Aganetha Dyck gets a lot of help creating her artwork. But rather than employ studio assistants or take on interns, the artist collaborates with hundreds of bees. Dyck, who says her main focus is “how knowledge is transported and transcribed between humans and other species”, considers her work to be an equal collaboration with the insects. “My research has included the bee’s use of sound, sight, scent, vibration, and dance. I am studying the bee’s use of the earth’s magnetic fields as well as their use of the pheromones (chemicals) they produce to communicate with one another, with other species and possibly with the foliage they pollinate.” (source) Some of her most striking pieces are small figurines that she places inside hives, to allow the bees to adorn with honeycomb. She also sometimes places drawings or paintings inside hives and lets the bees add texture and color to them.
Dyck’s (and the bees’) small sculptures are particularly striking because of their uncanny effect of juxtaposing something highly refined but essentially useless (porcelain figurines of lords and ladies in fancy dress) with something raw, natural and made with a clear purpose (honeycomb). Both parts of the sculpture seem somehow alien, like something found in grandma’s attic on another planet. That quality may be especially appropriate for work made with bees, a crucially-important species whose numbers continue to drop dramatically. This unique artwork may one day be impossible to create if Dyck’s collaborators continue to die off.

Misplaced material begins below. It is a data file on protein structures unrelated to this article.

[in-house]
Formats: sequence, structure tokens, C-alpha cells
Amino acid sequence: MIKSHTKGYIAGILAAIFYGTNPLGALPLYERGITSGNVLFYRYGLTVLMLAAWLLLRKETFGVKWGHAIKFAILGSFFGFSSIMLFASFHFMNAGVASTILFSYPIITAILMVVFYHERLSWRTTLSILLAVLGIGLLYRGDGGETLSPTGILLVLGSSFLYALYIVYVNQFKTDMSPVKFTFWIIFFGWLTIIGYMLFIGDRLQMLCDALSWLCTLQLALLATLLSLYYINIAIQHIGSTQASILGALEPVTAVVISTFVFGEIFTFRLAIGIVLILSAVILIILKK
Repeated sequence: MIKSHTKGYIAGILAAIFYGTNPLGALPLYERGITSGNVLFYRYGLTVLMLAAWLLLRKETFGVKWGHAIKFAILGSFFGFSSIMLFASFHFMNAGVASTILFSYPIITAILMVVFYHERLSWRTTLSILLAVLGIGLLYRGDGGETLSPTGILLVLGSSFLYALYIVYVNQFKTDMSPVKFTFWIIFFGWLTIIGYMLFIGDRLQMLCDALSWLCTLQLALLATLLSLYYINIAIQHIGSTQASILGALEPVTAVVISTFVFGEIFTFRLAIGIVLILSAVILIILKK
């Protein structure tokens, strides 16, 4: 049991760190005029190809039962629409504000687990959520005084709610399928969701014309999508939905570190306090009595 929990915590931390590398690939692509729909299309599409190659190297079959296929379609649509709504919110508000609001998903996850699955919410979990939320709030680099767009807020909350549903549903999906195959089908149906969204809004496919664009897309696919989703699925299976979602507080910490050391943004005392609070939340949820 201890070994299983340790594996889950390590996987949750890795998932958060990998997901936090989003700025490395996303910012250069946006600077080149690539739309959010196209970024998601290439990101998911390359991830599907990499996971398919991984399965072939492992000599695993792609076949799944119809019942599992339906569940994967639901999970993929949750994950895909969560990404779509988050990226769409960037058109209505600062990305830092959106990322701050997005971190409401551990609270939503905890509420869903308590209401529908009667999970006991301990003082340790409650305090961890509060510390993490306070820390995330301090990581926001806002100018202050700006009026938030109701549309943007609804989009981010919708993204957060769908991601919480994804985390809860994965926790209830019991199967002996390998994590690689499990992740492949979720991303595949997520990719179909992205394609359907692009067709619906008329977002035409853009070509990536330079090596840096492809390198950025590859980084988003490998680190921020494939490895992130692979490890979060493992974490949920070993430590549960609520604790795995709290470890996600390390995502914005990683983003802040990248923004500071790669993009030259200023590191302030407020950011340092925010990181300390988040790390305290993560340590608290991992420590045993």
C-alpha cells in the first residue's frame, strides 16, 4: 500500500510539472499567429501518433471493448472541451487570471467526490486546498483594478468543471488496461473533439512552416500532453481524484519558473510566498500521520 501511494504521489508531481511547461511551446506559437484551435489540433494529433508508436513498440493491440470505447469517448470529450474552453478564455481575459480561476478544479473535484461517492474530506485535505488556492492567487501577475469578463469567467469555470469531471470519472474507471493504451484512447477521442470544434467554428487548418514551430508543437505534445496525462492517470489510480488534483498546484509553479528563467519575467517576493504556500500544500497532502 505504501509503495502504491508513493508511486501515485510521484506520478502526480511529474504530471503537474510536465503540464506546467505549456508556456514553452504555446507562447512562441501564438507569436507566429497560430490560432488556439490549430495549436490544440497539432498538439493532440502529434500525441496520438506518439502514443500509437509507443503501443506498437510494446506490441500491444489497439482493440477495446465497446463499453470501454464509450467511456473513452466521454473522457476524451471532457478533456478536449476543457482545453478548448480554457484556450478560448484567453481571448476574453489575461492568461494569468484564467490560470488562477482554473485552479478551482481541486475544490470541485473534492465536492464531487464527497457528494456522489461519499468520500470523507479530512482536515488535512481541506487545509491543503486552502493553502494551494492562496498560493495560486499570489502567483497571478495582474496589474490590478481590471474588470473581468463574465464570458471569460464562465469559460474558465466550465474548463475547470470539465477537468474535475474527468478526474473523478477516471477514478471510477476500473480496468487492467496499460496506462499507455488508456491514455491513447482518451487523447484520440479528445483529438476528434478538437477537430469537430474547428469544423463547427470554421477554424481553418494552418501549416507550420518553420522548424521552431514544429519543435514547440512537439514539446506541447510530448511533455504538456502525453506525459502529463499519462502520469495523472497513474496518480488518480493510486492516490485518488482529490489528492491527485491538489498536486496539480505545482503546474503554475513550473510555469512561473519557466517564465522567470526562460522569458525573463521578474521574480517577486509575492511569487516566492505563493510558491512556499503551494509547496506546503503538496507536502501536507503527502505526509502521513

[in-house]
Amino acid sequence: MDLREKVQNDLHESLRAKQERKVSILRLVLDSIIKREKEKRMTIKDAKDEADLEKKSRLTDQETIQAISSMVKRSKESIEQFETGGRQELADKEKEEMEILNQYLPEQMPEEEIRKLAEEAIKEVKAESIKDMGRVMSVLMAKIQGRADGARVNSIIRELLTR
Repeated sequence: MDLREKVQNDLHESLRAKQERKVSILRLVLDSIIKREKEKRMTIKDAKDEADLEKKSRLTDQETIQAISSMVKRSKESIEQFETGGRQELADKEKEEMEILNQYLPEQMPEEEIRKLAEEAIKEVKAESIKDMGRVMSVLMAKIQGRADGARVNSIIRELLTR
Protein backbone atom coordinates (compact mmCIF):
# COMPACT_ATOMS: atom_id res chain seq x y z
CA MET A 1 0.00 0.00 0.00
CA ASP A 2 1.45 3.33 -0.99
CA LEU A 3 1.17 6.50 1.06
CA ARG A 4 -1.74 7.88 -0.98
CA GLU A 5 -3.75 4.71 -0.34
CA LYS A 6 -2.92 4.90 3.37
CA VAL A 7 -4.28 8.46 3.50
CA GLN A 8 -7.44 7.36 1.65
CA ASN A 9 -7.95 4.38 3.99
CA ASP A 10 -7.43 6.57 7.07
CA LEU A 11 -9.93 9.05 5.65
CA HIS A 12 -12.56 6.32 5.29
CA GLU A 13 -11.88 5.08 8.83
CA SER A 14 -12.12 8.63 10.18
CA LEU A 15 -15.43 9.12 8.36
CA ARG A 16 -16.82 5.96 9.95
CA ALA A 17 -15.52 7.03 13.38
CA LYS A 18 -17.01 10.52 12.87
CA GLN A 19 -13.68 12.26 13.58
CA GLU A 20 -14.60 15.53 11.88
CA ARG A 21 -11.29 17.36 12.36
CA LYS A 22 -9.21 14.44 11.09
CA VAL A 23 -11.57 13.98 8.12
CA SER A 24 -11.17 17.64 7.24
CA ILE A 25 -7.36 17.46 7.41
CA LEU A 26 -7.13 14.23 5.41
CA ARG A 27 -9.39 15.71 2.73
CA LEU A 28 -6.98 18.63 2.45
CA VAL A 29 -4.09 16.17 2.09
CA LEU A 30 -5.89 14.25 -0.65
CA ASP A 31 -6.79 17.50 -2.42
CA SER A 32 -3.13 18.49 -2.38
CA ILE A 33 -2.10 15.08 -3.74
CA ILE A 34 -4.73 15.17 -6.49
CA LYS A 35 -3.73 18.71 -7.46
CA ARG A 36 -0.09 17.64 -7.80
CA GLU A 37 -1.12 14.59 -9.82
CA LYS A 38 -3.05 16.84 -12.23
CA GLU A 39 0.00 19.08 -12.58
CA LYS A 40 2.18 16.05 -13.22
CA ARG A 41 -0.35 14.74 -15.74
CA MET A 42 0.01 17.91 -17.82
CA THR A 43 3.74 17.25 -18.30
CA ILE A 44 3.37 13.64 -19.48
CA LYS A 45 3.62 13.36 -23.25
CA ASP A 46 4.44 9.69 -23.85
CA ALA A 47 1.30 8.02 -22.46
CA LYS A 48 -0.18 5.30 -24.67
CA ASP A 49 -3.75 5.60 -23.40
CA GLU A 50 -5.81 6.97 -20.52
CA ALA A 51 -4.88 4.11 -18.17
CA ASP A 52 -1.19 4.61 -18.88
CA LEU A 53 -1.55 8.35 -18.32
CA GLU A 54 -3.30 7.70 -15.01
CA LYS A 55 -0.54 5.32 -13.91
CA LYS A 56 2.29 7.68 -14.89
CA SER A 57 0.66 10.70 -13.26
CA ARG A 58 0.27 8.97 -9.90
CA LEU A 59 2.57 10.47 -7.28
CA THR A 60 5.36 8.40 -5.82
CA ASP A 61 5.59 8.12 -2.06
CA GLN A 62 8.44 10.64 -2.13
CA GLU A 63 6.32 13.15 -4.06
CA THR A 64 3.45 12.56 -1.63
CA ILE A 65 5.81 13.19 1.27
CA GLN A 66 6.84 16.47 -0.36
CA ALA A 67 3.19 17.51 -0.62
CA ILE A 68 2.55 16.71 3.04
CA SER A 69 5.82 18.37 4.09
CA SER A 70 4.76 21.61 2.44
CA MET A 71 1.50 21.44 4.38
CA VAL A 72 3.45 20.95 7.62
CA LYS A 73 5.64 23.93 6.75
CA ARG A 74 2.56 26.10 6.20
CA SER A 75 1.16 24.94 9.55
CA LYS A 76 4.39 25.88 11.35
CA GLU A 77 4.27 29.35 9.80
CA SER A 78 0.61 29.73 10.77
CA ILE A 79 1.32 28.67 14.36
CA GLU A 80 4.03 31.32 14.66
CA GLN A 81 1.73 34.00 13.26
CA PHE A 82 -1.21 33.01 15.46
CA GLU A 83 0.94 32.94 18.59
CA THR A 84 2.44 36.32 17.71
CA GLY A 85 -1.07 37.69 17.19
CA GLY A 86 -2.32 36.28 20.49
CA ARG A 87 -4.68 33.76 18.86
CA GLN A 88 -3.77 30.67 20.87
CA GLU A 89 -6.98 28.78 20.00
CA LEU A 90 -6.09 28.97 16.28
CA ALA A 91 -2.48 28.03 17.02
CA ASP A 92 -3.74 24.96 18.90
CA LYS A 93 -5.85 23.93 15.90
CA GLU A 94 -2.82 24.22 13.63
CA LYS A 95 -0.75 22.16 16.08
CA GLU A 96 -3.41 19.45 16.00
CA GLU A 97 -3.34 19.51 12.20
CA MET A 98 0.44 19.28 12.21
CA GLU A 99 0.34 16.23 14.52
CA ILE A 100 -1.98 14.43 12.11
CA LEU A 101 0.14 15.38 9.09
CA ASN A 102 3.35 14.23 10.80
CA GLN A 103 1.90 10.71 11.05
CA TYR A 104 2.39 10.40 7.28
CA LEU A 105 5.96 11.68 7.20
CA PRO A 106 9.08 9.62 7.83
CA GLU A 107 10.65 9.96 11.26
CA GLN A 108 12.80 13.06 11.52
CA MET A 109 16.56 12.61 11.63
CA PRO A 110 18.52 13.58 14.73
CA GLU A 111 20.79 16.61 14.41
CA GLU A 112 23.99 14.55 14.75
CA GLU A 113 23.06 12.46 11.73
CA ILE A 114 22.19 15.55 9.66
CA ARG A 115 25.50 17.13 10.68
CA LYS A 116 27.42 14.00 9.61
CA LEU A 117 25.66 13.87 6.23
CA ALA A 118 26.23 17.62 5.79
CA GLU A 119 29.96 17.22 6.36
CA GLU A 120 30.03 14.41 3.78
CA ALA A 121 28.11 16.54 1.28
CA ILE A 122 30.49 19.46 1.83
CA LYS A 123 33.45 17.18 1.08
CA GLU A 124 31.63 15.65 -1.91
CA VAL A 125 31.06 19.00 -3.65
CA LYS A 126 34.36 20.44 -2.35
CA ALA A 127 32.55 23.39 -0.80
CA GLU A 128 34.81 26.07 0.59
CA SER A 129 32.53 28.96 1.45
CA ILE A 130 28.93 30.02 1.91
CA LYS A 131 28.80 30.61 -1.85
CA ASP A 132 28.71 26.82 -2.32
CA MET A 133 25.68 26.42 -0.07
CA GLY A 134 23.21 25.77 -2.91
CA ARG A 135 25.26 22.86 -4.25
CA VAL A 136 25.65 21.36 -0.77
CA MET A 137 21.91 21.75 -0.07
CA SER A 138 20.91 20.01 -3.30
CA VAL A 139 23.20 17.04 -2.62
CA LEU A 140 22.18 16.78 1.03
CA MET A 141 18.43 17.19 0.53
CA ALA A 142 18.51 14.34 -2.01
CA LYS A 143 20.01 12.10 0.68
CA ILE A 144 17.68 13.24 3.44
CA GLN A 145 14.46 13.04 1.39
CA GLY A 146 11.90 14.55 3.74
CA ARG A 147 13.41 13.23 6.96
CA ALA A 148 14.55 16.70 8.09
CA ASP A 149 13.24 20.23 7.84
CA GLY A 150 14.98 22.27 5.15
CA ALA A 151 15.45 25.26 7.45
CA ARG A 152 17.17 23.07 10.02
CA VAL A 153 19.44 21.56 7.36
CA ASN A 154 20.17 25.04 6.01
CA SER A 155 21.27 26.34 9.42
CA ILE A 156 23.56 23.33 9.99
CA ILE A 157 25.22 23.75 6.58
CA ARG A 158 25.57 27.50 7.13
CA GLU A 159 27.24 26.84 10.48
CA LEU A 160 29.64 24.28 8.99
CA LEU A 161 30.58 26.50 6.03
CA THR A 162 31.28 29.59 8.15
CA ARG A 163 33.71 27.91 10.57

Dyck’s work is featured in the exhibit “Nature’s Toolbox: Biodiversity, Art and Invention”, which opens at the Ulrich Museum of Art in Wichita, KS next month through December 2013.
You can see lots more art and information at Aganetha Dyck’s website